Confrontation between the Sikh bodies of Punjab and Haryana has become more political than religious, says Rediff.com contributor Upasna Pandey
An uneasy calm prevails in Punjab and Haryana.
Intervention by the Akal Takht, supreme religious body of the Sikhs, has prevented a direct confrontation between the Sikh bodies of Punjab and Haryana but peace is fragile. Tensions between the governments of Punjab and Haryana continue to simmer.
Akal Takht has restored the Shiromani Gurdwara Parbandhak Committee's authority to manage gurdwaras in Haryana, the Haryana Sikh Gurdwara Management Committee, a 41-member ad hoc committee, and waits for the “issue to be resolved.”
With Haryana going to polls in a few months and the Shiromani Akali Dal (Badal) too looking to consolidate after their poor showing in the last Lok Sabha elections, the issue now looks more political than religious. The SGPC says it is legally mandated to run Sikh shrines and other socio welfare institutions across the country while the Sikhs of Haryana are seeking greater autonomy to manage their gurdwaras.
The two warring parties, “big brother” SGPC and newly created Haryana Sikh Gurdwara Management Committee may abide by the Akal Takht’s diktat issued to maintain status quo, but the rumblings are bound to surface soon because of the charged political atmosphere.
It is a potent combination of political interest, money power and religious sentiment fueled with chronic deficit of trust that makes this long pending demand for a separate authority to manage Gurdwaras in Haryana a highly volatile issue.
“We are like the younger brother who has been separated from the family, when the division of Haryana and Punjab happened in 1966. We have been denied our rightful control over managing our gurdwaras for a long time by SGPC,” says Sevadar Balbir Singh, of Nanaksar Langar Mata Sahib Road, GT Karnal Road.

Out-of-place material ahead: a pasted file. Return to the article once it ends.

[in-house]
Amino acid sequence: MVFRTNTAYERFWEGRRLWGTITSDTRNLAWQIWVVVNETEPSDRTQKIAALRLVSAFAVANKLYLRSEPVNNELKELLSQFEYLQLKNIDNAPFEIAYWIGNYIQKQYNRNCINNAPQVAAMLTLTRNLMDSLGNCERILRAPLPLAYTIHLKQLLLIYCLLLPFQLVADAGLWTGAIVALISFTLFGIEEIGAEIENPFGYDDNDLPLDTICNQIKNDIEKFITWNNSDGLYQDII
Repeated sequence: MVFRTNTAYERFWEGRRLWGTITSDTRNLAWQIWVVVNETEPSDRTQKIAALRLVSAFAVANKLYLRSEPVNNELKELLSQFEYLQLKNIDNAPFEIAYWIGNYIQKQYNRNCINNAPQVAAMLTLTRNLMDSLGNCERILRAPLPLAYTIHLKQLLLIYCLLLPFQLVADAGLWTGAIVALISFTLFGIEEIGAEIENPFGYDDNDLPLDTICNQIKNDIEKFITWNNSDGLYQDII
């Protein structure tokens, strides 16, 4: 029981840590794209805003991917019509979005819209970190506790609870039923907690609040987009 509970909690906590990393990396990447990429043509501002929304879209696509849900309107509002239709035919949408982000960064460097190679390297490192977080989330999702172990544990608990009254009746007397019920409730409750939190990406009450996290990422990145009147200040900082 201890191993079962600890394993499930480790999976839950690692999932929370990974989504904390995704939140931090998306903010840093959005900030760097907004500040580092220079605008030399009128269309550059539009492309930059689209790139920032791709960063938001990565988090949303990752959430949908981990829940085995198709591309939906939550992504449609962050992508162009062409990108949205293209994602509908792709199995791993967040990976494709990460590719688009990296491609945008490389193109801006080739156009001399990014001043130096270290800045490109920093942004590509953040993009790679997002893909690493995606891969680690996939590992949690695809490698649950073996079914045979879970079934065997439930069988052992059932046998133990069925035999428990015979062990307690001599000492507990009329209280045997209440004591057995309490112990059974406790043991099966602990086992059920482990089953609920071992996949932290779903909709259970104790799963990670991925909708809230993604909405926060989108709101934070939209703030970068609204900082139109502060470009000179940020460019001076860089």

He explains that the resentment is brewing over a decade and the issues are myriad. “We don’t control the funds that are raised by Haryana gurdwaras, our children are not given jobs in the SGPC, Punjab based Sikhs get priority,” adds Balbir Singh.
“We will of course abide by the diktat of the Akal Takht but there is no reason why we should drop our demand, which is our right. Our grandparents came from Pakistan, fought the Britishers and set up gurdwaras in India, we are not giving up so early,” he says.
There are others who rue the mismanagement and neglect by SGPC. Gurdyal Singh, a sevadar at Dhantori Sad Sanganth Gurdwara on GT Karnal Road says, “Our children get jobs as clerks, chaprasi, chowkidar and sevadars while the Sikhs from Punjab get all the management roles such as general manager, pradhan, and accountants in SGPC. This is unfair and we have a right to ask what is due to us.”
There is clearly a lot at stake for the political parties, both in Haryana and Punjab. Punjab chief minister and SAD (B) leader, Prakash Singh Badal, is known to exercises a strong influence on SGPC as well as the Delhi Sikh Gurdwara Management Committee. He is strongly opposed to the setting up of HSGMC.
SAD-BJP had managed to win 6 of the 13 seats in the 2014 Lok Sabha elections and only managed 35 per cent of the votes despite a clear national wave against the Congress. Though the next round of elections are three years away, this issue might help the SAD-BJP in getting back some of the lost political ground.
Many point out that the Haryana Congress-led government, which has facilitated the long pending creation of HSGMC, a part of the Congress election manifesto for long, is likely to reap the gains in the upcoming state election. Haryana districts bordering Punjab have a strong Sikh population and the Congress is certainly hoping they would be able to consolidate Sikh support.